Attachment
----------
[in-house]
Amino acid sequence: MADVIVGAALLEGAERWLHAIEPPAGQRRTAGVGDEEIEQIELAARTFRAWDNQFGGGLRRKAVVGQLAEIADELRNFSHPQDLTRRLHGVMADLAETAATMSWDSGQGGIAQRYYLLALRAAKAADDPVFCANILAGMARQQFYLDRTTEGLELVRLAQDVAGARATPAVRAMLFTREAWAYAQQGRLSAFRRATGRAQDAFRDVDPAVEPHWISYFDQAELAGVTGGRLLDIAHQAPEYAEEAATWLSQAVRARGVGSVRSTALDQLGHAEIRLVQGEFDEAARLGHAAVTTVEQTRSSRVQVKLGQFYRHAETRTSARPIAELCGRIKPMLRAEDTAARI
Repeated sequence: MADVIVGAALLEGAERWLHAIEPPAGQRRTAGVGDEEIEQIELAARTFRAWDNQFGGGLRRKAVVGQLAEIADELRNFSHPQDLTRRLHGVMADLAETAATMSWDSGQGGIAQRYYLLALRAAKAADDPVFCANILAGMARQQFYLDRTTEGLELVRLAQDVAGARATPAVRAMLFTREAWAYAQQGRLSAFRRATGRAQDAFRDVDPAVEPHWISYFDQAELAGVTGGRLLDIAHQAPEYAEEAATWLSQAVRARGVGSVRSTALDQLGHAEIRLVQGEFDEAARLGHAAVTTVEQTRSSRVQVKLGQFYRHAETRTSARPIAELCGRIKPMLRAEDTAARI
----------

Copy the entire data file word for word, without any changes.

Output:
[in-house]
Amino acid sequence: MADVIVGAALLEGAERWLHAIEPPAGQRRTAGVGDEEIEQIELAARTFRAWDNQFGGGLRRKAVVGQLAEIADELRNFSHPQDLTRRLHGVMADLAETAATMSWDSGQGGIAQRYYLLALRAAKAADDPVFCANILAGMARQQFYLDRTTEGLELVRLAQDVAGARATPAVRAMLFTREAWAYAQQGRLSAFRRATGRAQDAFRDVDPAVEPHWISYFDQAELAGVTGGRLLDIAHQAPEYAEEAATWLSQAVRARGVGSVRSTALDQLGHAEIRLVQGEFDEAARLGHAAVTTVEQTRSSRVQVKLGQFYRHAETRTSARPIAELCGRIKPMLRAEDTAARI
Repeated sequence: MADVIVGAALLEGAERWLHAIEPPAGQRRTAGVGDEEIEQIELAARTFRAWDNQFGGGLRRKAVVGQLAEIADELRNFSHPQDLTRRLHGVMADLAETAATMSWDSGQGGIAQRYYLLALRAAKAADDPVFCANILAGMARQQFYLDRTTEGLELVRLAQDVAGARATPAVRAMLFTREAWAYAQQGRLSAFRRATGRAQDAFRDVDPAVEPHWISYFDQAELAGVTGGRLLDIAHQAPEYAEEAATWLSQAVRARGVGSVRSTALDQLGHAEIRLVQGEFDEAARLGHAAVTTVEQTRSSRVQVKLGQFYRHAETRTSARPIAELCGRIKPMLRAEDTAARI